The Faithful Teacher
David Cruz | December 04, 2018
I like evaluating. My engineer’s mind craves it every time I finish something--a meeting, a project, a semester, or in this case, an entire year of the RUF internship. I usually start by thinking about what a failure I have been, followed by falling into self-pity, experiencing a little bit of reassurance, and finally, by God’s grace, meditating on what he wanted to teach me. This last thing has recently proven difficult, not because God has not taught me anything, but because I have been unwilling to learn. In particular, there have been three things I needed to learn from the Lord.
One of them has been dependence. I remember how competent I felt when I applied for the internship. I had worked as a part time staff member for another campus ministry while working on my degree and was actively involved in my local church. Because of this, I thought I had the skills necessary for the job. How wrong I was! As soon as the first year started, the things which seemed so easy for me before became the hardest. Seeking students, having deep conversations, and even reading books became a torment to me. That torment, however, has proved an opportunity to depend on God’s daily provision and to seek him more in prayer to do everything.
Another lesson, linked to dependence, has been acceptance. I thought I didn’t need to learn (again) that I was accepted by God, because I had already experienced the relief that knowledge produced in a weary soul. Additionally, I had been reading and hearing a lot about justification and adoption. I thought I was good. But when I started to struggle to do what used to be easy for me, I realized I was trying to get God’s acceptance based on my performance, on the quality of my meetings and my service, rather than on Christ’s performance. I was trying to get something I already had. Since then, I have worked to more consistently remember how accepted I am before him, over and over again.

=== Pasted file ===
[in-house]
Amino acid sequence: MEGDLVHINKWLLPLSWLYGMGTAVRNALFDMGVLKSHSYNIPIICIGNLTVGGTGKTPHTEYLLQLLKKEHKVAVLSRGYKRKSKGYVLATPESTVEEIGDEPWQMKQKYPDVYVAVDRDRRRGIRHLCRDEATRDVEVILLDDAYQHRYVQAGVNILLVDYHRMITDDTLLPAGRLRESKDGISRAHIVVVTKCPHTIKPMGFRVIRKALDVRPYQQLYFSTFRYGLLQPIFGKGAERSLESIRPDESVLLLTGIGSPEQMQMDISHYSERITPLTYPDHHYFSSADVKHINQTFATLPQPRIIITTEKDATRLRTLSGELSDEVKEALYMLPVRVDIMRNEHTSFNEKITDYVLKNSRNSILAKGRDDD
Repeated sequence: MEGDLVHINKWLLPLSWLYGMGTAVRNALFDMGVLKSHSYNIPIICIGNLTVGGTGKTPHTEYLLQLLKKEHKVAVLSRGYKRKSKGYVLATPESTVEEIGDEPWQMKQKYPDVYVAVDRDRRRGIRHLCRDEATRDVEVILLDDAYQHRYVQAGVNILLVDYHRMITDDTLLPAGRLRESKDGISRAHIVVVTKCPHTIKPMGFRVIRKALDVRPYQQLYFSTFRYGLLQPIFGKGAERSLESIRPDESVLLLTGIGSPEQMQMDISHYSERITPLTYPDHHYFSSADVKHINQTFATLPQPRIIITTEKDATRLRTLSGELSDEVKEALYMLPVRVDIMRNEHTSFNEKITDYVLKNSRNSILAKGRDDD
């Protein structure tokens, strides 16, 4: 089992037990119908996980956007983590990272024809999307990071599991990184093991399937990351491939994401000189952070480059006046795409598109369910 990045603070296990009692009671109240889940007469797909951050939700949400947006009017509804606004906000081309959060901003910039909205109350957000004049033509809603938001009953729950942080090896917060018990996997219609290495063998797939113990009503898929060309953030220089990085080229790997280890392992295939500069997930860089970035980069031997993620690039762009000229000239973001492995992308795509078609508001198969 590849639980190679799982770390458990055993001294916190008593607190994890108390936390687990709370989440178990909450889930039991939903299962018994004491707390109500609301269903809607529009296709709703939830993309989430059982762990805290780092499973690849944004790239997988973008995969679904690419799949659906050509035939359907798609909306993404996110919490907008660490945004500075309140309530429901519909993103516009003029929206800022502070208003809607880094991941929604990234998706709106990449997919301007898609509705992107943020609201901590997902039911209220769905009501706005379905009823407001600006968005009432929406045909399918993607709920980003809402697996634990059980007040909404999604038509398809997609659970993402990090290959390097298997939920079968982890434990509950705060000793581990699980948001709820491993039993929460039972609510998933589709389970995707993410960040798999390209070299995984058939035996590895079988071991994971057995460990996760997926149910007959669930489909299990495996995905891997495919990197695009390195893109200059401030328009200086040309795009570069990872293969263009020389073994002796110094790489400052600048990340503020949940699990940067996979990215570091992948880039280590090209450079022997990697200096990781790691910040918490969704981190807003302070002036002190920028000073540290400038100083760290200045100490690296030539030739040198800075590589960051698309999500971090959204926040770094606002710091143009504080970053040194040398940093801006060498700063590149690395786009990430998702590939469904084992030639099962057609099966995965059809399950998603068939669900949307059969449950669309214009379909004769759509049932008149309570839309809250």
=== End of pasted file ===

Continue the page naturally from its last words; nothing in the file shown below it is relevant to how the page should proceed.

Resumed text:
The last lesson has been focus. As you may have noticed, it is easy for me to be self-absorbed, to see how bad, weak and incompetent I and what I do are. But in the end, neither the internship nor anything else in this life are about me or my performance, but about God and his work in this world. The better moments I had last year were those in which I saw God’s wisdom to enlighten the minds of students to understand what they had heard several times before, when I saw his power to soften the hearts of those who were unwilling to believe, when I saw his goodness to give students love for one another, even for the unlovely ones.
Looking back on what I learned over this last year of my internship, what counted was not how willing I was to learn, but how persevering God was to teach me.